It’s become common knowledge that NFL players make are among the professional athletes that get paid at a high rate that would make any typical 9-to-5 job look menial in comparison. At that same juncture, it has drawn questions concerning how the players are paid by their respective teams each season under their individual contracts. With all that in mind, here is some insight into the entire process for NFL players to get their pay.
How do players get paid throughout the season?
That is likely the most commonly asked question about the process as there is much curiosity about how these players get their payday from their lucrative NFL contract.
It is a process that sees them earn weekly pay from their base salary aside from their signing bonus, roster bonus, and other such payments. That runs through the entire regular season from the first game of the year on through Week 17, including the bye week. What should also be noted is that the team payments and contracts only run through the regular season.
It’s a shift for all the players in terms of their pay as it’s a different scale and method altogether for the select few that reach the playoffs.
What do players get paid in the playoffs?
The payment from the regular season is at an entirely new rate that is away from each player’s contract due to the current Collective Bargaining Agreement between the players and owners.
The scale at this point sees every player on a team in the playoffs make $27,000 if they are on a Wild Card team or $29,000 if that wild-card team is a division winner. If a team reaches the divisional round, it’s $29,000 to each player, while that rate increases to $54,000 for organizations that reach the conference championship round. For those wondering, the max amount that can be gained for the pay in the postseason for a wild-card division-winning team that wins the Super Bowl is $123,800.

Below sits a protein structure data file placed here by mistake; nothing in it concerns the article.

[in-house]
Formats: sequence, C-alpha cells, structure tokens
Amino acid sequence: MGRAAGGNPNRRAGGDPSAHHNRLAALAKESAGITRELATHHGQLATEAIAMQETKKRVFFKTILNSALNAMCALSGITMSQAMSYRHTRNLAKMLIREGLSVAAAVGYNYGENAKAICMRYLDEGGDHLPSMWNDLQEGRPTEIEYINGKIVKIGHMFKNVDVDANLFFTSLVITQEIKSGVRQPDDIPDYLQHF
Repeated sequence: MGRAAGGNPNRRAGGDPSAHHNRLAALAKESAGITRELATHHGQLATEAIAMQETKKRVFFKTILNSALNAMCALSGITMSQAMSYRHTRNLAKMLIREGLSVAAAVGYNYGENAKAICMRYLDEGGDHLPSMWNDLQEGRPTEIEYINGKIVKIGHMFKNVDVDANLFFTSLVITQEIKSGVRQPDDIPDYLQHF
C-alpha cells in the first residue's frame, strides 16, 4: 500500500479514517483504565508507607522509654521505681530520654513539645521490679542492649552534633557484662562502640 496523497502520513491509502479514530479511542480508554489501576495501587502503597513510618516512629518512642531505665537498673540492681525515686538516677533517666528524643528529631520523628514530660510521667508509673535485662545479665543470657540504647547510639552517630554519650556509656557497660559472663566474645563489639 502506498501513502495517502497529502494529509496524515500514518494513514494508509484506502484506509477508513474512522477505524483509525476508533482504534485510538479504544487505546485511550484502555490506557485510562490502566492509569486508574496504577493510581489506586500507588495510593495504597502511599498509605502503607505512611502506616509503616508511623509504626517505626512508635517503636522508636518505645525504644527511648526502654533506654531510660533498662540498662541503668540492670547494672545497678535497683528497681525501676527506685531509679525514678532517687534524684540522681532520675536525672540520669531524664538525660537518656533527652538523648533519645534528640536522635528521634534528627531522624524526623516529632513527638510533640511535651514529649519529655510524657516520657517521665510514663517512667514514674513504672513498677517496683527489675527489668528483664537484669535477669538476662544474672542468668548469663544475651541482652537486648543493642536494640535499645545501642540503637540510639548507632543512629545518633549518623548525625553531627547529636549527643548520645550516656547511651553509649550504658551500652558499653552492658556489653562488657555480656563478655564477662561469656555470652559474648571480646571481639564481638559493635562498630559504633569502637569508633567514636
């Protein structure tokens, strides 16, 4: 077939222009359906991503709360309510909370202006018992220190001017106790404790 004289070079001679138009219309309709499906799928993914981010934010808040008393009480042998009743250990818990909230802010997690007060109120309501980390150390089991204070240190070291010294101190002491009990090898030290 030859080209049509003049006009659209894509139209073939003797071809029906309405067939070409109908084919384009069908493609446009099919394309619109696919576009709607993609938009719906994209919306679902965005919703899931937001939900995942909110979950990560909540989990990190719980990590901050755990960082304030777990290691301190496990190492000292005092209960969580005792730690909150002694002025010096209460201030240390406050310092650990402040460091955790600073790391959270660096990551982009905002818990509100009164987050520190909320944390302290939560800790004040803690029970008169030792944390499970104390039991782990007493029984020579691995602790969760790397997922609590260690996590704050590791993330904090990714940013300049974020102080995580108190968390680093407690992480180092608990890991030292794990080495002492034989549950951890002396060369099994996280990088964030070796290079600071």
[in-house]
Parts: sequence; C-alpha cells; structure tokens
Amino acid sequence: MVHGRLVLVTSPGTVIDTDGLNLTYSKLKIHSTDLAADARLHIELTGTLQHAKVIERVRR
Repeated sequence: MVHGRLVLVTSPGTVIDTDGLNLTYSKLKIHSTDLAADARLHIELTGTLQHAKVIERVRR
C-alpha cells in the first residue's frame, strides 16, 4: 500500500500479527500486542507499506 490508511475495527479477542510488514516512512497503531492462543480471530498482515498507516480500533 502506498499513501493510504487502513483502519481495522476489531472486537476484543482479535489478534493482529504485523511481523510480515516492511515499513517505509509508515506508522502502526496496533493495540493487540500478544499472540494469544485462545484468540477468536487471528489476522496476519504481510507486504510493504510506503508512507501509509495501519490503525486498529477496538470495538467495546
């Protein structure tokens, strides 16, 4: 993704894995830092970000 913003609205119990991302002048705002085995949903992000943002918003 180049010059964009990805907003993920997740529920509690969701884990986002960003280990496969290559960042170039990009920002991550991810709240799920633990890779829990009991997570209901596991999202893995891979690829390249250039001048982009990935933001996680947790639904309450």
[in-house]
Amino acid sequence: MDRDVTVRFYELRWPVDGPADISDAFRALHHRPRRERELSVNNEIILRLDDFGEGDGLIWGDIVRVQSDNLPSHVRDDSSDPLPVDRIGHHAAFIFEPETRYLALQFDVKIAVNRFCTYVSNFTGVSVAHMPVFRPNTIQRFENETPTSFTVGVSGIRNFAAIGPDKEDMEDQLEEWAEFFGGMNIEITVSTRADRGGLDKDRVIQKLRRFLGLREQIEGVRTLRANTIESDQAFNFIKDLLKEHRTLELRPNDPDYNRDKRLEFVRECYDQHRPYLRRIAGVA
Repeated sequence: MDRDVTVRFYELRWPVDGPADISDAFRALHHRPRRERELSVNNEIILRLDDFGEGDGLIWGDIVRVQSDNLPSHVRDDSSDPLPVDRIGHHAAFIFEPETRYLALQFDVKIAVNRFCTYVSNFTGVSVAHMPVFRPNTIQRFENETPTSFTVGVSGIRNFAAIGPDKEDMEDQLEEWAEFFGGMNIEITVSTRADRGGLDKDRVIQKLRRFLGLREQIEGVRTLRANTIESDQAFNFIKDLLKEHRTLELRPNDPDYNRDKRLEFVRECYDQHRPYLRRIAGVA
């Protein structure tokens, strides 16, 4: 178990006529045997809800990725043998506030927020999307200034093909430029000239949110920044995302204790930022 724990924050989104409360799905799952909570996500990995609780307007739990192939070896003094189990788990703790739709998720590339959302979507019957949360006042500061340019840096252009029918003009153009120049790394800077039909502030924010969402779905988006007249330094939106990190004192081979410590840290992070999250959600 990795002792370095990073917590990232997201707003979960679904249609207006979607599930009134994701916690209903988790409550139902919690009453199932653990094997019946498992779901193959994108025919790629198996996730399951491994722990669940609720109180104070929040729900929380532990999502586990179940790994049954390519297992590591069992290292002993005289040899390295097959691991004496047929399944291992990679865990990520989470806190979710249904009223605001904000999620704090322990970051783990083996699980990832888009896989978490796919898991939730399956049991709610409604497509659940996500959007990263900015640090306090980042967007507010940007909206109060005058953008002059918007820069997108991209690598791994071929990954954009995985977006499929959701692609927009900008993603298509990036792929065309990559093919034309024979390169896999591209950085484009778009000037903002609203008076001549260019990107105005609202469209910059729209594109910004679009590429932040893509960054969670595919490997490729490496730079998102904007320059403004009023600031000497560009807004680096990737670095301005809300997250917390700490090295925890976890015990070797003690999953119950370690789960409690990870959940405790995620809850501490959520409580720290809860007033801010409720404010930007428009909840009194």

There is a significant hike if an organization wins the Super Bowl with players earning $118,000, but only $59,000 for players on the losing team at stage in the playoffs. It should be noted that the franchises that earned a first-round bye do not receive payment for the wild-card round of the postseason. Still, at the same token, the amount for conference championship games and the Super Bowl is nuanced and determined by the player’s most recent activity on the field.
How NFL contract bonuses work
Bonuses are added to the contract so that players can earn more money behind their strong play on the field. There are several different types that a player and their agent can negotiate with the team.
Signing Bonus: That is essentially money earned when the player signs his deal with a team. That is typically paid to them within the first 12-18 months after the contract is inked, and it’s prorated to the salary cap for the life of the contract (five years maximum).
Roster Bonus: The money a player earns from being on the roster by a specific designated date, which is counted in full against the salary cap in the year that they are paid. It is typically something that is used to help prevent signing-bonus proration along with being able to push dead money down the line.
Teams can also give a roster bonus on a per-game basis for that said player for being on either the 46-or-53 man roster. If a player has a $1 million per-game roster bonus, it will be $62,500 per contest that he is active.
Option Bonus: This allows a team or sometimes a player, the chance to use the current or future years of a deal by paying a bonus. That can be prorated over the last life of the contract for up to five years.
Workout Bonus: It is money agreed upon for a player attending an agreed amount of offseason workouts. Lastly, there is a reporting bonus that is earned by reporting to team activities by a specific date.
How contract incentives work
One of the most discussed parts of a contract is often the incentives that are added to the deal to motivate further the player to perform well.
There many different ways an incentive can be formed for players at different positions. There are two types of incentives that teams can provide, which are LTBE (Likely To Be Earned) or NTLBE (Not Likely To Be Earned). For example, if a player has a $500,000 incentive for rushing for 1,000 yards in the upcoming season and he had that amount the previous year, that is considered LTBE.
However, if the incentive goal isn’t one that hasn’t be reached in their career before, it’s then viewed as NLTBE. The LTBE incentives are the ones that are counted towards the team’s salary cap in the season they are set. Meanwhile, the NLTBE ones don’t possess that same quality. The teams pay the player in February or March after the season in which they are met.